Winter Skin Care Q & A With Dr. Rivers


Dr. Rivers answers five of his most commonly asked patient questions about winter (cold weather) skin care.  As always, if you have any inquiries please email us at

  1. What is your favourite tip for patients dealing with dry skin year round?  What about just during the winter? 

    1. Do not over wash -  too much washing takes away the natural oils that lubricate your skin.
    2. Use a good moisturizer a few times a day.  
    3. In the winter make sure that the room humidity is not too low.
    4. And drinking a lot of water won't affect dry skin!
  2. What steps need to be taken to ensure good skin in the colder months? How can one avoid unhealthy skin?

    The best way to avoid unhealthy skin is to prevent problems in the first place.  This means avoid smoking (this damages the elastic and collagen fibers of the skin – not only on the face but elsewhere on the body too), and avoiding unprotected sun exposure by using a high SPF (sun protective factor) sunscreen.  For good skin care, one should use a mild cleanser (using a surfactant rather than a soap), topical antioxidants (vitamins C and E), and a moisturizer. 

    The Riversol anti-aging trio kit includes a gentle, pH balanced cleanser, an Vitamin C & E serum, and a moisturizer to provide enough hydration for the Canadian winter. The trio for normal / dry, and very dry skin types includes a cream cleanser which provides extra hydration while cleansing.

  3. During winters, I love to take hot baths? Does the water temperature affect skin?

    During the winter, it is important to try and avoid too hot baths or showers, as extremes of temperature can accelerate water loss from the skin.  This is especially true when the home environment has low humidity (less than 30%) to begin with.  Therefore if you are compelled to soak in a hot tub, don’t linger too long and use a moisturizer immediately after you pat dry to prevent the skin from drying out even more.

  4. Can you please tell me about ways to deal with sensitive skin in the winter?

    Dry, rough and sensitive skin often happen together – especially during the winter months.  People who suffer with a skin condition known as rosacea (symptoms include redness, flushing and acne like changes to the facial skin) are especially prone to sensitive skin and this can worsen in the cold winter weather.  As well, people who are prone to eczema may also have sensitive skin that worsens during winter. This is characterized by a stinging sensation when certain products are applied to the skin.  To minimize this, a person should look for a gentle skin care system that does not have a lot of chemicals known to irritate the skin.  I recommend Riversol Skincare because this line of products contains ingredients that are generally well tolerated by the skin.  As well, this product line utilizes thujaplicin, a molecule derived from the pacific red cedar tree.  This ingredient can help to reduce inflammation associated with sensitive skin.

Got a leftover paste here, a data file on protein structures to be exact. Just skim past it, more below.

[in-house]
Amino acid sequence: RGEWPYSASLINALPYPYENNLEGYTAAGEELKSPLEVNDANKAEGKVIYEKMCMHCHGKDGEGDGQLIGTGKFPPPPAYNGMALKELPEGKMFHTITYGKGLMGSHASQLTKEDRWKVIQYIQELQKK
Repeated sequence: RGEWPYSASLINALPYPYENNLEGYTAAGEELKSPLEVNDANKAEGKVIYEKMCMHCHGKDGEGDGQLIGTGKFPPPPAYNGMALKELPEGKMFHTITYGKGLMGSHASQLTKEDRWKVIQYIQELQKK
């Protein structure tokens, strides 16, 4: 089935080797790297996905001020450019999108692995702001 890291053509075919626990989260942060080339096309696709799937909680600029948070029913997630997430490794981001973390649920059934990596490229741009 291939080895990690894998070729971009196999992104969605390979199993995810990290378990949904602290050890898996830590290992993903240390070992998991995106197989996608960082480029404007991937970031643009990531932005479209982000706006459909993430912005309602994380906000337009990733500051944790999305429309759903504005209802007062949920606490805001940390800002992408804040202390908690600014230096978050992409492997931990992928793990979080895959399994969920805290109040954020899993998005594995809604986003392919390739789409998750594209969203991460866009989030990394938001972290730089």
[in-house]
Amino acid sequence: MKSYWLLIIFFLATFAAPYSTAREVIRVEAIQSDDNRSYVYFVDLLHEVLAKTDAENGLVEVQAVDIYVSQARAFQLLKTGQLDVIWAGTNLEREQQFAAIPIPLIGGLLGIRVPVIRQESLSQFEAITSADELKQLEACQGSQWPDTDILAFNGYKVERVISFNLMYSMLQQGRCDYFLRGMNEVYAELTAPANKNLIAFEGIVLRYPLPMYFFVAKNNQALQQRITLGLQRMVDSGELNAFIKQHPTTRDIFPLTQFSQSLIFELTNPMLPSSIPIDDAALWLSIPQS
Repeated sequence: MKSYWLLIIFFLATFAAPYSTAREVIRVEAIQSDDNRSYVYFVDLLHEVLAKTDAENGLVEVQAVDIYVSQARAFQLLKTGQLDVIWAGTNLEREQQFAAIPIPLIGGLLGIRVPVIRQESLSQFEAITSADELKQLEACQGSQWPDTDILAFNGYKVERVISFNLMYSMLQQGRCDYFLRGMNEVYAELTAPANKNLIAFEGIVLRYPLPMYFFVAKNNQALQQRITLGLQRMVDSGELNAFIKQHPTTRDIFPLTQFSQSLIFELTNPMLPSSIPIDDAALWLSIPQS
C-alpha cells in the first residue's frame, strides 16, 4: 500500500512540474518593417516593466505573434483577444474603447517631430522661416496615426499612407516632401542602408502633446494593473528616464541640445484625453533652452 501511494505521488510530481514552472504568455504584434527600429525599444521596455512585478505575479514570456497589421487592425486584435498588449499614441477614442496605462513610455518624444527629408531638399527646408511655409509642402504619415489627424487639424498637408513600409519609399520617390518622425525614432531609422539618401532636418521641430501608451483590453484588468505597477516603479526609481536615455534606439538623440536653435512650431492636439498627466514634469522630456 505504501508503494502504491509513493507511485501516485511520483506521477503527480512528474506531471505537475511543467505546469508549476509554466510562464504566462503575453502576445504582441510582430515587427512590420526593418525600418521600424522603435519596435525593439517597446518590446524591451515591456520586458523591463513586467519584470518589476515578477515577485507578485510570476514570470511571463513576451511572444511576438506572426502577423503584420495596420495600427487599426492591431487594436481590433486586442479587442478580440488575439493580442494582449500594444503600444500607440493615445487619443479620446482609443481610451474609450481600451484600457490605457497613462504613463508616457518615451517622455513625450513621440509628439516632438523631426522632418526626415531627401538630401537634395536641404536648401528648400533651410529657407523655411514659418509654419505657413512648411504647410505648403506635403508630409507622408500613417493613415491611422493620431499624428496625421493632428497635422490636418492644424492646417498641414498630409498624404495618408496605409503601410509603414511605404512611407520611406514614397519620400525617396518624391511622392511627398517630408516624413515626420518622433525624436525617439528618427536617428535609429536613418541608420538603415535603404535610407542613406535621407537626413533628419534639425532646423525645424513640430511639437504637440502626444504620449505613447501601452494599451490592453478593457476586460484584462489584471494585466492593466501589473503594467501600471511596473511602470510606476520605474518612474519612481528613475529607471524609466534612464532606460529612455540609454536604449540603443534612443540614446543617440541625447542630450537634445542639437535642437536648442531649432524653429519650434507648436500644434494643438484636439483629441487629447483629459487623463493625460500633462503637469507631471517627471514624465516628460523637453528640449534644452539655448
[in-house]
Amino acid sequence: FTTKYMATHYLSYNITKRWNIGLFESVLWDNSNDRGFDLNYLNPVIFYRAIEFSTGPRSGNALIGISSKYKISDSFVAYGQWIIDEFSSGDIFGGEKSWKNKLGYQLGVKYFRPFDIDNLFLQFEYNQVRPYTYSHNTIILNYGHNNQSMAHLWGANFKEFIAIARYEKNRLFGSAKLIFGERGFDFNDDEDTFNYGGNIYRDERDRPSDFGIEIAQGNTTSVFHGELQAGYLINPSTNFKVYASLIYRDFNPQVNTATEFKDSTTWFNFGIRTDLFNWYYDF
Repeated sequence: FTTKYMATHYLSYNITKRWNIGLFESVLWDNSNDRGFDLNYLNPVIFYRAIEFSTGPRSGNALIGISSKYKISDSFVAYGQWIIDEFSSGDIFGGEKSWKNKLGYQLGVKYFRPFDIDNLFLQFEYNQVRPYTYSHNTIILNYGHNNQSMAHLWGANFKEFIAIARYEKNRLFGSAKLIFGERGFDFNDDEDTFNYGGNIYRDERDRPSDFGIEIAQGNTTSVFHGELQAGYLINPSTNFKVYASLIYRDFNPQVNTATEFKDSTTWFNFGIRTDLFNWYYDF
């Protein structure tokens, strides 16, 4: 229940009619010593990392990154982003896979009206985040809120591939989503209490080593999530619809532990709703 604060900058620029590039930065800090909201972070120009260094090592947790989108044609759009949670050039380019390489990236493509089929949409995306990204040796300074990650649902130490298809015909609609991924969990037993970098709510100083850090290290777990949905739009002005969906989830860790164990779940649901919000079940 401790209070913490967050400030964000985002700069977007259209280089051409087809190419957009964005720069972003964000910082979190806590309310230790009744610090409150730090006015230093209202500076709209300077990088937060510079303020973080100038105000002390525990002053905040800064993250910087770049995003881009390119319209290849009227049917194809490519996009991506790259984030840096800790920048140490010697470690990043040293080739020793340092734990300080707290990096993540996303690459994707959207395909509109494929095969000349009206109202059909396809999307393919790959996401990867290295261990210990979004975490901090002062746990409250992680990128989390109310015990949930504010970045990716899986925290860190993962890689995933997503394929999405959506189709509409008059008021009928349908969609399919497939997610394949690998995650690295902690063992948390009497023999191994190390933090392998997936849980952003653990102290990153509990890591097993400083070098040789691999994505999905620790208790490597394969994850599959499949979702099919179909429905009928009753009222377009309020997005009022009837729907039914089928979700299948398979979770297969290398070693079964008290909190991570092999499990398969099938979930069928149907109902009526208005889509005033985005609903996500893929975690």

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  5. Winter means I get a lot less sun, how can I get the right amount of Vitamin D? Should I be wearing sunscreen and what is the right type?

    Although winter means a lack of sunshine, you have to remember that ultraviolet radiation increases with altitude and therefore you can still get burnt in the winter if you are skiing on a sunny day.  As well, although ultraviolet B (UVB) is minimal during the winter months, UVA radiation from the sun (causes wrinkles, aging of the skin and contributes to skin cancer) remains stable throughout the year.  Therefore, it is reasonable to recommend that people wear a sunscreen on the face year round.  A sunscreen should be at least SPF 30 and it should be applied at least 15 minutes before going outdoors.  Further, the sunscreen should be labelled “broad spectrum” so that you know it is protecting from both UVB and UVA.  With regards to vitamin D, many people have low levels of this vitamin.  Many factors affect the levels of vitamin D in the body including age, body weight, skin color, location of residence, and clothing use.  Several studies have failed to show that routine use of sunscreen reduces vitamin D levels in the blood.  However, a simple and safe means to achieve vitamin D is through the use of a supplement.  Recommendations vary but it would be reasonable to start with a daily intake of 1000 IU a day. 

  1. Dealing with dry skin year round and during the winter
  2. Ensuring good skin in the colder months and avoiding unhealthy skin
  3. Water temperature and skin
  4. Sensitive skin in the winter
  5. Vitamin D and sunscreen in the winter